Schools’ right to ban veil ‘shocking’

NEW proposals allowing headteachers the right to ban its Muslim pupils from wearing full-faced veils have been described as “shocking” by one prominent British Muslim leader.

Massoud Shadjareh, chair of the Islamic Human Rights Commission (IHRC), made the comment just hours after news of the new government proposals were reported by the media.

Education Secretary Alan Johnson ushered in the new guidelines after a 12-year-old girl lost a legal challenge against her school’s decision not to allow her permission to wear the full-face Niqab at her Buckinghamshire school last month.

The case is just one of many which have seen schools taken to the High Court over the right to wear certain religious garments.

The revised uniform guidelines were put into action after the Buckinghamshire school successfully argued that the veil hampered communication between teachers and pupils.

But Mr Shadjareh warned the government the measures would be “counter productive”.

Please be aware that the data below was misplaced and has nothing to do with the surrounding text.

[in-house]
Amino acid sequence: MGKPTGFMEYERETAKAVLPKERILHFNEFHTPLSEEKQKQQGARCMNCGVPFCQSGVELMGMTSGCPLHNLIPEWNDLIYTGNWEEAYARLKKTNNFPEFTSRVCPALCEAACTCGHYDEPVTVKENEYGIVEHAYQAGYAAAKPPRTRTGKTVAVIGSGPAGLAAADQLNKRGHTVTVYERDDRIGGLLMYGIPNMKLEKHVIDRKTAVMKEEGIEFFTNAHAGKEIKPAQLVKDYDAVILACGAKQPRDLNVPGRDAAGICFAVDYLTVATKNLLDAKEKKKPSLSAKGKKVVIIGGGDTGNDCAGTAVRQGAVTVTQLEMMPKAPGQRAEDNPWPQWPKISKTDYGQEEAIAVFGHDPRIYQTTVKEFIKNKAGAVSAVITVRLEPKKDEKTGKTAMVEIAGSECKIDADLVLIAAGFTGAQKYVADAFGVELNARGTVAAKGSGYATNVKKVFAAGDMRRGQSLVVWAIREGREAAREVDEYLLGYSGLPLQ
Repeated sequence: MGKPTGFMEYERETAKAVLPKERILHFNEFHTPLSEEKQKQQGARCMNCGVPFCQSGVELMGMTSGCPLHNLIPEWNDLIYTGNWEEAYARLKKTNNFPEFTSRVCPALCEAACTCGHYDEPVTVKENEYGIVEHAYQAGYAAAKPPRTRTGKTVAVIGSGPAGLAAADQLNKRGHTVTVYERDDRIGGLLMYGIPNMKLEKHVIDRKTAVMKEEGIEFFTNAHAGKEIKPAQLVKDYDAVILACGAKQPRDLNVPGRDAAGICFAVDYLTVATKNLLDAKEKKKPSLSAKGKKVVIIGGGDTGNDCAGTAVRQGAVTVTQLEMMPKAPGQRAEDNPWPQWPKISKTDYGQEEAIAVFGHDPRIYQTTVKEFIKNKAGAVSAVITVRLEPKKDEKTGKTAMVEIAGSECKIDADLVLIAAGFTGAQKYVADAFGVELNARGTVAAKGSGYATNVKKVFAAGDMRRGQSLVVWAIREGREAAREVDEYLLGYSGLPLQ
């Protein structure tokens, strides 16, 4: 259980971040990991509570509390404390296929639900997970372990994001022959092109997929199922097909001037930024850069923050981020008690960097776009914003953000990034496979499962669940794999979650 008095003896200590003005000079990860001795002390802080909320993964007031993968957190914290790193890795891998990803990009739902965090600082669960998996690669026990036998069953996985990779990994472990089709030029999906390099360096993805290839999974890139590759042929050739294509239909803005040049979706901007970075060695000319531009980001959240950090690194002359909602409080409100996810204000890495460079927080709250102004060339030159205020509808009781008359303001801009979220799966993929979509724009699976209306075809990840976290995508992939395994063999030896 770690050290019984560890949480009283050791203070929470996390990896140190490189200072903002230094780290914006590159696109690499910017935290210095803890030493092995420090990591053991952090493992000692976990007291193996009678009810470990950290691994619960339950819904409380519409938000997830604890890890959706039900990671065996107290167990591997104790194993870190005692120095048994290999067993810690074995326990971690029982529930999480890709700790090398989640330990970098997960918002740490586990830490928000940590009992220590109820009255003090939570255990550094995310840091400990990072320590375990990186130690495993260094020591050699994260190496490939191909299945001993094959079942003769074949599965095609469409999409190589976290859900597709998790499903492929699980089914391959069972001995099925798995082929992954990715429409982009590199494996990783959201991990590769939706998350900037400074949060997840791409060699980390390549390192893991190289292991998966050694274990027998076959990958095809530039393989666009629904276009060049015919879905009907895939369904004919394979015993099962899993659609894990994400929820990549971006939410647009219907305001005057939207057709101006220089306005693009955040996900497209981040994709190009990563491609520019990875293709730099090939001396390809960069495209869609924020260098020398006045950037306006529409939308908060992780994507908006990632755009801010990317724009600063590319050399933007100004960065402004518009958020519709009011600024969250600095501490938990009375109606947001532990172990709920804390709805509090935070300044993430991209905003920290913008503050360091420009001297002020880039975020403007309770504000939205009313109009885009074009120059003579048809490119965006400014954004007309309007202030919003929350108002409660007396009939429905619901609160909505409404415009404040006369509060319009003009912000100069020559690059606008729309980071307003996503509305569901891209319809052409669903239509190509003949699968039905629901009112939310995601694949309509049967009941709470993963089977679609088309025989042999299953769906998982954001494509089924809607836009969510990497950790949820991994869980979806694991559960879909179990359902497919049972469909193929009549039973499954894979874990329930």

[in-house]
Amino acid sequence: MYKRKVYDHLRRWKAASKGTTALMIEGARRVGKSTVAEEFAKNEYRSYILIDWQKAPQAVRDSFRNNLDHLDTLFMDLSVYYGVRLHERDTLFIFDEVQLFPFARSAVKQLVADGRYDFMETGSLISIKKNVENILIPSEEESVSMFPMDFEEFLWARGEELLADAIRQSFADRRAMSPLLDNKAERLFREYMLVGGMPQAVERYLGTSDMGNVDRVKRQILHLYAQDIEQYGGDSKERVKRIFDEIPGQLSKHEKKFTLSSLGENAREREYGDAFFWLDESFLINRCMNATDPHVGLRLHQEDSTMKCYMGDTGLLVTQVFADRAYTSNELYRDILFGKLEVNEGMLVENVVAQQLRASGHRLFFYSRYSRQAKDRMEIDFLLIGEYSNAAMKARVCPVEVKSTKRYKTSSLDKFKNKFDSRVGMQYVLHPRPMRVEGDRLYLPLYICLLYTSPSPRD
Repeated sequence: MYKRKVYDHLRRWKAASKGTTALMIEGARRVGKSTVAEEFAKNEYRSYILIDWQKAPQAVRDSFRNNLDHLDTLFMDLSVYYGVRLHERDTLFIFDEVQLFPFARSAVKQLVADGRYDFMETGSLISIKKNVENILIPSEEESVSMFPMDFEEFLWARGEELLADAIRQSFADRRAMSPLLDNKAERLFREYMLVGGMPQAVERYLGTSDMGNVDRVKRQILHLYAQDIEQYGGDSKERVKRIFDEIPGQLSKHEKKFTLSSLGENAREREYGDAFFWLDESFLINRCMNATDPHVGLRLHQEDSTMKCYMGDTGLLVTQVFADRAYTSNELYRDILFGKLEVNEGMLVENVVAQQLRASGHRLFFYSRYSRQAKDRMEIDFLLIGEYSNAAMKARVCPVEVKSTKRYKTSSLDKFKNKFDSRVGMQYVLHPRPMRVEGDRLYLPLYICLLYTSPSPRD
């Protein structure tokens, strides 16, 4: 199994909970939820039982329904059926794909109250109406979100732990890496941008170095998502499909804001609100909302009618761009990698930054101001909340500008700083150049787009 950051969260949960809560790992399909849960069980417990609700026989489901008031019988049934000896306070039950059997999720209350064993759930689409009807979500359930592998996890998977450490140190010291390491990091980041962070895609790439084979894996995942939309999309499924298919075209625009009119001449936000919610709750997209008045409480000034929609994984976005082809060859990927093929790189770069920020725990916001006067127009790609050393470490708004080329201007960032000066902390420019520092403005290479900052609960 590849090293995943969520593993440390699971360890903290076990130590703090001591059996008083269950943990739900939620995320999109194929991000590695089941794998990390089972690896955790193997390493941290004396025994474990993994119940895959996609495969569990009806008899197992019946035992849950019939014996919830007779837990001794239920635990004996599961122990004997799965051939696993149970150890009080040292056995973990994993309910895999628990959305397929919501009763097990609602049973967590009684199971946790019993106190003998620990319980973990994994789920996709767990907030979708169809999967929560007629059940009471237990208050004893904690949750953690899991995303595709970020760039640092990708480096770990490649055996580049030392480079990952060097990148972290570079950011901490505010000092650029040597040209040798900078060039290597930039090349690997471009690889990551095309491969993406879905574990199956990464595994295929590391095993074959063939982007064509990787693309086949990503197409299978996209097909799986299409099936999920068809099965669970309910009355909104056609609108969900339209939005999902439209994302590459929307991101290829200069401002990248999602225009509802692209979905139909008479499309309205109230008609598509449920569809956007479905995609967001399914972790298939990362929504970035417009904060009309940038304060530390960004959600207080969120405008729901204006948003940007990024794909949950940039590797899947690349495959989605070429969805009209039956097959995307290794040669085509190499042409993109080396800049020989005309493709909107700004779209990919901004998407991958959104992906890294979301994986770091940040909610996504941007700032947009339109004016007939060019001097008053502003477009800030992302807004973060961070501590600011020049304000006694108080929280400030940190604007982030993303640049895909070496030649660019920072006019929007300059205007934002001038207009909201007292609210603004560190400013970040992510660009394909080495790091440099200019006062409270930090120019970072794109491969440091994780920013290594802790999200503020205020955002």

He also said it was “simply shocking” that the government did not discuss the issue with the Muslim community.

“IHRC is concerned that these guidelines will be counter productive. There was no consultation with the Muslim community before introducing these guidelines,” he said.

“Successive ministers dealing with education issues have failed to give proper guidance when requested by human rights campaigners about schools’ obligations regarding religious dress, including the head scarf, and other service delivery under human rights laws and norms.

“To now proceed to issue guidance against Muslim communities is simply shocking. Although these guidelines affect a small section of the Muslim community, they could force Muslims to withdraw their children from schools enforcing the ban and teach them at home or enrol them in Muslim-only school.”

Although the guidelines state that headteachers should try to tolerate a wide range of religious and cultural items of clothing, it does give them the right to ban the veil if it is felt they impede safety, security or the ability to learn.


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